COOPERSTOWN, N.Y. — Former Commissioner Bud Selig has been inducted into the Baseball Hall of Fame.
Selig, who turned 83 in Sunday, left a large imprint during more than 22 years as the leader of the game. He was instrumental in the approval of interleague play, the expansion of the playoffs, splitting each league into three divisions with wild cards, instituting video review and revenue-sharing in an era that saw the construction of 20 new ballparks.
His tenure also included the Steroids Era and the cancellation of the 1994 World Series amid a players’ strike, but he left baseball in excellent shape economically without labor strife and with a strict drug-testing policy that has helped clean up the game.
Selig thanked his mother and father, his wife and family. He also cited the late commissioner Bart Giamatti, the late Yankees owner George Steinbrenner, and Hall of Famer Jackie Robinson for their contributions to the game.
Selig says it “really is an overwhelming day. What you’ve seen here today is a little boy’s dreams come true.”
FOX6’s Kaitlin Sharkey sat down one-on-one with Selig ahead of his Baseball HOF induction. CLICK HERE for more.
Meanwhile, the Milwaukee Brewers issued this statement on Selig’s induction:
Earlier today, baseball fans everywhere took time to recognize one of the game’s great individuals as Milwaukee Brewers founder and Major League Baseball Commissioner Emeritus Allan H. “Bud” Selig was enshrined in the Baseball Hall of Fame in Cooperstown, New York.
“Bud’s impact is so far reaching, both in terms of what he has done for the Brewers and the community, and also in changing the landscape of Major League Baseball,” said Brewers Chairman and Owner Mark Attanasio. “Induction into the Baseball Hall of Fame is the highest honor in our game, and there is no individual who deserves it more than Bud Selig. I am grateful for his friendship and on behalf of everyone at the Brewers, we congratulate Bud as well as John Schuerholz, Jeff Bagwell, Tim Raines and Ivan Rodriguez on this special day.”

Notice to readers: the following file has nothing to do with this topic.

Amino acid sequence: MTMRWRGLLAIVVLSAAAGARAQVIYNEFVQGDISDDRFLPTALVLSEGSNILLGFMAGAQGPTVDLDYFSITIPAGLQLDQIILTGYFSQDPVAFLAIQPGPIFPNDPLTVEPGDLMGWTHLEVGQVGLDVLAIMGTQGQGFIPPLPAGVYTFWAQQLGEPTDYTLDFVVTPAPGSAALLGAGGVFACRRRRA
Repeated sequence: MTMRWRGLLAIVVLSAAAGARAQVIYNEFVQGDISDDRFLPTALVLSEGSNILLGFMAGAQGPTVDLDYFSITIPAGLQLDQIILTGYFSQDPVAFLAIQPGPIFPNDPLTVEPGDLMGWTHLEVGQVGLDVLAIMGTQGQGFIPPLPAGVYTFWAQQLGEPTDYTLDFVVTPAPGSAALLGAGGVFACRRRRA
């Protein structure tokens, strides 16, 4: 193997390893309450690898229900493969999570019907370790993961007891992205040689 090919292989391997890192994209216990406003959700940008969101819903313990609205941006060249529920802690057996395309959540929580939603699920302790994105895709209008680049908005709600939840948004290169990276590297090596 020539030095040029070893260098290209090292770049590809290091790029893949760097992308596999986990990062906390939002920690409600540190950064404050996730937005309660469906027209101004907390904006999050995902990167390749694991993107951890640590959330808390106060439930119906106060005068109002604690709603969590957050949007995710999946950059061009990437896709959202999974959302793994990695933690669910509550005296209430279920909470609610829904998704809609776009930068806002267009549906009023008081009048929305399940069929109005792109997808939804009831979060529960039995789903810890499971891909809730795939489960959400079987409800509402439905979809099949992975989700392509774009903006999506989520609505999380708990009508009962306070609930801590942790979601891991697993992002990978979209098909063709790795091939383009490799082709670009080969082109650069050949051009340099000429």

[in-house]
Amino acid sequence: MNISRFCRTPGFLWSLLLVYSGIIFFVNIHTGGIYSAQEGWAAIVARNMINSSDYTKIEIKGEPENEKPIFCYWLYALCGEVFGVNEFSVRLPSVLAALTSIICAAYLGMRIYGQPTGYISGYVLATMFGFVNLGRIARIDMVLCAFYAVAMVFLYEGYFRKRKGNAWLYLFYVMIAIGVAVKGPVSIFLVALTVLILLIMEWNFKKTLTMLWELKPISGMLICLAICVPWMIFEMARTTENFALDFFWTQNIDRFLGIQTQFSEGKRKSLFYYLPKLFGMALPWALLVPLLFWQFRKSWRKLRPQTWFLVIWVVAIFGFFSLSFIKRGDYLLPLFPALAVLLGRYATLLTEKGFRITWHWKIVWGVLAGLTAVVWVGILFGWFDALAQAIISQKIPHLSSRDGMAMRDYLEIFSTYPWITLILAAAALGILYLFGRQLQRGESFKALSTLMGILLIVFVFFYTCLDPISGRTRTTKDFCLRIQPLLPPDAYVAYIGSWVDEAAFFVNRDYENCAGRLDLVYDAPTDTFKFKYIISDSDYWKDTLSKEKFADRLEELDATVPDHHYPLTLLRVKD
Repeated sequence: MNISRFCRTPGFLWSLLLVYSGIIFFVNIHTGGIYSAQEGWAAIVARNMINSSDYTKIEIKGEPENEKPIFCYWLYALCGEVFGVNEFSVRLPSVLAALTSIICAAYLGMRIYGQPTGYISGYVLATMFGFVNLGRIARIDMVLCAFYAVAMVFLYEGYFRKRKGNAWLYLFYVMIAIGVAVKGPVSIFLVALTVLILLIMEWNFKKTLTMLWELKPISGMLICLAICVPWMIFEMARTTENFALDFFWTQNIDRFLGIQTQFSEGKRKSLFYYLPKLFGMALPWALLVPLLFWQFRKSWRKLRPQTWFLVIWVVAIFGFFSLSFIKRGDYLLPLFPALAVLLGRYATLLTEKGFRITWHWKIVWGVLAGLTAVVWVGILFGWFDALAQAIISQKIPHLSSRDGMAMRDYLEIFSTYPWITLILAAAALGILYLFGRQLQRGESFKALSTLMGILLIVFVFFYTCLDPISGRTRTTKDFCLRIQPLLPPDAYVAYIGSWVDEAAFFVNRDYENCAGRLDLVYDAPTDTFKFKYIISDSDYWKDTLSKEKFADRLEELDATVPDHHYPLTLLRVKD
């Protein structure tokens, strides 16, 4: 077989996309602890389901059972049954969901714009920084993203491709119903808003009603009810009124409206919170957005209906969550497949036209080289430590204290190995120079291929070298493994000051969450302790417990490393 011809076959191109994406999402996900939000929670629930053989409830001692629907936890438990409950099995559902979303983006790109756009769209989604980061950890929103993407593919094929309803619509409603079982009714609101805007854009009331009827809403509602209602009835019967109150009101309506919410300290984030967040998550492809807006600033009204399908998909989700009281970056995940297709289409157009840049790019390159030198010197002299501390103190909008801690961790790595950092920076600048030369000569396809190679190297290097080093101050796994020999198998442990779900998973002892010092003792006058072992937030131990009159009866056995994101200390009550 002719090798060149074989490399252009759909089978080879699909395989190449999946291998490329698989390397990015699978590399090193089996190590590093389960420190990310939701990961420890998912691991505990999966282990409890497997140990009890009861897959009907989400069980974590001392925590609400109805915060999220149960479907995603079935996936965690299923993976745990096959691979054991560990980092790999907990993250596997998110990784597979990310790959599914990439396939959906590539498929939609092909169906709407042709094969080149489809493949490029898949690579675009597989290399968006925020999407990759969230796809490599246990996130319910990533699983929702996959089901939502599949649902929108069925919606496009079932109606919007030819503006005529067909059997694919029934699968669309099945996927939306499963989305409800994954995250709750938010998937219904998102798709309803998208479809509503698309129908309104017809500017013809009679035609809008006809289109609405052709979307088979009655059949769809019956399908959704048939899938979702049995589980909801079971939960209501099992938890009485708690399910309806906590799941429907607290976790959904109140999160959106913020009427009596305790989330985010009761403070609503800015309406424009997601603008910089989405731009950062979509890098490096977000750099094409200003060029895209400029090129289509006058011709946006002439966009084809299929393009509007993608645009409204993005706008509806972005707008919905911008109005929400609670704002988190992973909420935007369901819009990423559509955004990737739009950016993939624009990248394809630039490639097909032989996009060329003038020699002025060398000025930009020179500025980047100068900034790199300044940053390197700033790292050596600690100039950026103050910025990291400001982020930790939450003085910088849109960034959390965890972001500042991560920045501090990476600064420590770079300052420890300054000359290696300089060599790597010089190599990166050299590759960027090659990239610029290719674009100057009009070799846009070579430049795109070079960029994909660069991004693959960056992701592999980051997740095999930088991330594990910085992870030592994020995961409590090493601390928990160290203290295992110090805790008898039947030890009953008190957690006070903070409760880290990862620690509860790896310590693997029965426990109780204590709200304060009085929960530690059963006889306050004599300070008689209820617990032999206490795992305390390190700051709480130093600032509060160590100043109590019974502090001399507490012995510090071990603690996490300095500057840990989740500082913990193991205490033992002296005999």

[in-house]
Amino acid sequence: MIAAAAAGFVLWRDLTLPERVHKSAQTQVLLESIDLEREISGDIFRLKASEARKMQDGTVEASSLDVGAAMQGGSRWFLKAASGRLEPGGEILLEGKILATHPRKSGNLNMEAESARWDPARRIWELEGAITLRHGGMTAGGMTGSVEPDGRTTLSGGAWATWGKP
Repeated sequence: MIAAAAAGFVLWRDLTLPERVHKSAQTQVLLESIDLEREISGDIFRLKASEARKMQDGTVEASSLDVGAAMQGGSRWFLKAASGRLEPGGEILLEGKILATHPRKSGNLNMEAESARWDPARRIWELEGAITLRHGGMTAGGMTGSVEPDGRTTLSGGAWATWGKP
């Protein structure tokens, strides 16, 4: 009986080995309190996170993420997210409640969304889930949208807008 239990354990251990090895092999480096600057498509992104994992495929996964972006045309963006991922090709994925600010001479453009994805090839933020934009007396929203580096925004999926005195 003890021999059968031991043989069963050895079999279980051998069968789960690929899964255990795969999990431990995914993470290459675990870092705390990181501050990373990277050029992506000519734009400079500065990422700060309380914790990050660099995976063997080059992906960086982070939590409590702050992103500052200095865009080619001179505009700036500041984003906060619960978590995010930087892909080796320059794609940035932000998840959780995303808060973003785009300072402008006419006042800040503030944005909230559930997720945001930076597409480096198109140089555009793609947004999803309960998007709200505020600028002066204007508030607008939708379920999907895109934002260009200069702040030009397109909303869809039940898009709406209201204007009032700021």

Selig’s dedication to baseball has paralleled his love of his hometown of Milwaukee. His first significant move as an executive was to return Major League Baseball to Milwaukee in 1970 when he founded the Milwaukee Brewers. In its first decade, the Brewers featured some of the great teams of that era, which eventually led to an American League pennant and World Series appearance in 1982.
During his tenure as Brewers owner, Selig earned United Press International’s 1978 Executive of the Year award, and the franchise was honored with seven “Organization of the Year” awards.
In the 1990s, Selig began his efforts to build a new ballpark in Milwaukee to replace the aging County Stadium, and Miller Park opened for its first season of play in 2001.
The Wisconsin native became the ninth Commissioner of Major League Baseball, and during his tenure the sport thrived. As Commissioner, Selig implemented important changes throughout Major League Baseball. He made popular structural changes in the game, including the Wild Card, the three-division format, Interleague Play, instant replay and put in place the toughest drug-testing program in American professional sports. He also profoundly affected baseball’s economic landscape by instituting meaningful revenue sharing among the clubs as well as successful ventures, such as MLB Advanced Media, the MLB Network and the World Baseball Classic.
Over the years, the Brewers have honored the man who brought the game back to the city, with a statue outside the home plate entrance of Miller Park, retiring the number “1” to celebrate their “first fan,” plus created the Selig Experience, a state-of-the-art attraction at Miller Park. The experience includes a multimedia presentation that tells the story of Selig’s role in successfully bringing the Brewers to Milwaukee, saving Major League Baseball in the city with his commitment to build Miller Park, and his tireless efforts to promote and grow the game in his hometown.